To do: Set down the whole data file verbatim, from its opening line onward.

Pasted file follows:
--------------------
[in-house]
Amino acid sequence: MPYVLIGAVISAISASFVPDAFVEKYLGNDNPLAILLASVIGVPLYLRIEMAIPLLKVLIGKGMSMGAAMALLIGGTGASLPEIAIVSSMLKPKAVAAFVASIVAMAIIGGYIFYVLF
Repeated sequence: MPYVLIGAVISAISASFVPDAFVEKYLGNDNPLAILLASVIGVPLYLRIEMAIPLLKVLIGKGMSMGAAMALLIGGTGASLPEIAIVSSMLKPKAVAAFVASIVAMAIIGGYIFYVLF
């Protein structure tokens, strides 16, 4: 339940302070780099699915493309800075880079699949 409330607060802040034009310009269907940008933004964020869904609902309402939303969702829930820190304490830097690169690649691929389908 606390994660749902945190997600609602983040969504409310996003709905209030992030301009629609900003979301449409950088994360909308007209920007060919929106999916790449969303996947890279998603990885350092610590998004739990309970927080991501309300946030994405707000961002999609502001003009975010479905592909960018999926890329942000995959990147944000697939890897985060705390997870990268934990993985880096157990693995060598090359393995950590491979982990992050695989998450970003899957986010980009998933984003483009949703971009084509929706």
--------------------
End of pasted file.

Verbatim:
[in-house]
Amino acid sequence: MPYVLIGAVISAISASFVPDAFVEKYLGNDNPLAILLASVIGVPLYLRIEMAIPLLKVLIGKGMSMGAAMALLIGGTGASLPEIAIVSSMLKPKAVAAFVASIVAMAIIGGYIFYVLF
Repeated sequence: MPYVLIGAVISAISASFVPDAFVEKYLGNDNPLAILLASVIGVPLYLRIEMAIPLLKVLIGKGMSMGAAMALLIGGTGASLPEIAIVSSMLKPKAVAAFVASIVAMAIIGGYIFYVLF
């Protein structure tokens, strides 16, 4: 339940302070780099699915493309800075880079699949 409330607060802040034009310009269907940008933004964020869904609902309402939303969702829930820190304490830097690169690649691929389908 606390994660749902945190997600609602983040969504409310996003709905209030992030301009629609900003979301449409950088994360909308007209920007060919929106999916790449969303996947890279998603990885350092610590998004739990309970927080991501309300946030994405707000961002999609502001003009975010479905592909960018999926890329942000995959990147944000697939890897985060705390997870990268934990993985880096157990693995060598090359393995950590491979982990992050695989998450970003899957986010980009998933984003483009949703971009084509929706």